“Ty’d sell out his family for a bottle of rot gut,” she said. “Though I think I still always connected better with his scurrilous kind than any of the others.”
“I think you’re wrong, ma’am. I think you’d be surprised how much Ty thinks of family. He sure don’t take to them murdering each other.”
“You was talkin’ about a document, I believe: the final Will and whatnot of Rory’s pappy,” Honey said, lighting a cigarette and drawing until the butt end was red as hellfire. “And the distorted views that man had on who gets what.”
“Doesn’t matter what his opinions were, Honey,” Pruett said. “The law says you divide his assets how he declared they be divided.”
“You’re talking like I have knowledge of anything being done to the contrary. Illegal things. Things that git people killed.”
“Bethy’s dead, Honey.”
“And you’re her avenger?”
“Goddamn it, Honey, you know too much has happened for me to turn my back on it now.”
“Go and grieve, James. Climb back into that bottle you rose out of and just grieve like the rest of us.”
“I don’t grieve,” Honey said flatly. “The world don’t suffer a fool. Grievin’ what happened ‘cause it needed to happen doesn’t change a thing. Waste of time.”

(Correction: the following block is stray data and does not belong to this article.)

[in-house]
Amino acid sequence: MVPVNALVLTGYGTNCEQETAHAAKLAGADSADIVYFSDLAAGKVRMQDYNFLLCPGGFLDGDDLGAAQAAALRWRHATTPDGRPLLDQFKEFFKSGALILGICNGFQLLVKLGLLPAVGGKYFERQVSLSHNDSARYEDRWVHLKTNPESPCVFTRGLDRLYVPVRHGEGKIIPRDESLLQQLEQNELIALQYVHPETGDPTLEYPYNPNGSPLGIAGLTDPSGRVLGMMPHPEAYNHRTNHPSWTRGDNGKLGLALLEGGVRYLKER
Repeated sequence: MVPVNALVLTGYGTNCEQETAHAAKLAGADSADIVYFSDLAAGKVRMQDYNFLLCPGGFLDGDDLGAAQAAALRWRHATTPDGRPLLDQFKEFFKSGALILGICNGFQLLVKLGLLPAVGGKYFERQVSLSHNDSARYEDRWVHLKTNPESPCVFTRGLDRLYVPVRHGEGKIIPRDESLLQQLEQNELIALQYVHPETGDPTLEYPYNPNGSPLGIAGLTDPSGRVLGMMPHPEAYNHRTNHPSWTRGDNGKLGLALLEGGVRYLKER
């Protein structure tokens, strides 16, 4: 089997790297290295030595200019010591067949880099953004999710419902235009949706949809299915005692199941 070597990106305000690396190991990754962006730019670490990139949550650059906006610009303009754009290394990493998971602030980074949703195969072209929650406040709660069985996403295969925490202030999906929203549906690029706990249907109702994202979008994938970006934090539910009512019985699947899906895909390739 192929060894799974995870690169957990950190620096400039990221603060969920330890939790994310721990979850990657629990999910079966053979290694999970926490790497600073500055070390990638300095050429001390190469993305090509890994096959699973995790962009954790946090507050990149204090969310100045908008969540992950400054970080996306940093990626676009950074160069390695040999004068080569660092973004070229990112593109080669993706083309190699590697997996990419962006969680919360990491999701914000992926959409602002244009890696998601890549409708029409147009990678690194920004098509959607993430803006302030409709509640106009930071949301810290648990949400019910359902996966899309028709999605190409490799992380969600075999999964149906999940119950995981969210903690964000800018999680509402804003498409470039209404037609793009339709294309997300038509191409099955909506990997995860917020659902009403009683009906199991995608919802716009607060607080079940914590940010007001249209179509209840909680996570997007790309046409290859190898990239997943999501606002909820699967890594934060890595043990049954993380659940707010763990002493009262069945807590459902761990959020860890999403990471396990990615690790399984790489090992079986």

“You saying you think Bethy had to die?”
“I’m saying the web that gets woven takes on a life of its own. And further ruining the futures of those who are Bethy’s flesh and blood won’t bring her back.”
“Justice will be done,” Pruett said. “Whether you help it, ma’am, or hinder it—justice is going to get done.”
“More coffee?” Honey said, staring him down with unrepentant eyes.
“Thanks for your hospitality,” the sheriff said, taking only his hat with him.
* * *
The BLM was one of the most powerful government organizations involved in the affairs of Wyoming and much of the valuable land in the western United States. With an annual budget of almost a billion dollars and producing revenues of six times that number, the BLM was one of the most profitable appendages of a national government that was, in most other agencies, hemorrhaging money.
The bulk of income to the BLM came from the administration of subsurface mineral rights on over seven hundred million acres of land in the United States. These rights were owned on federal, state, and even private lands, depending on historical deeds.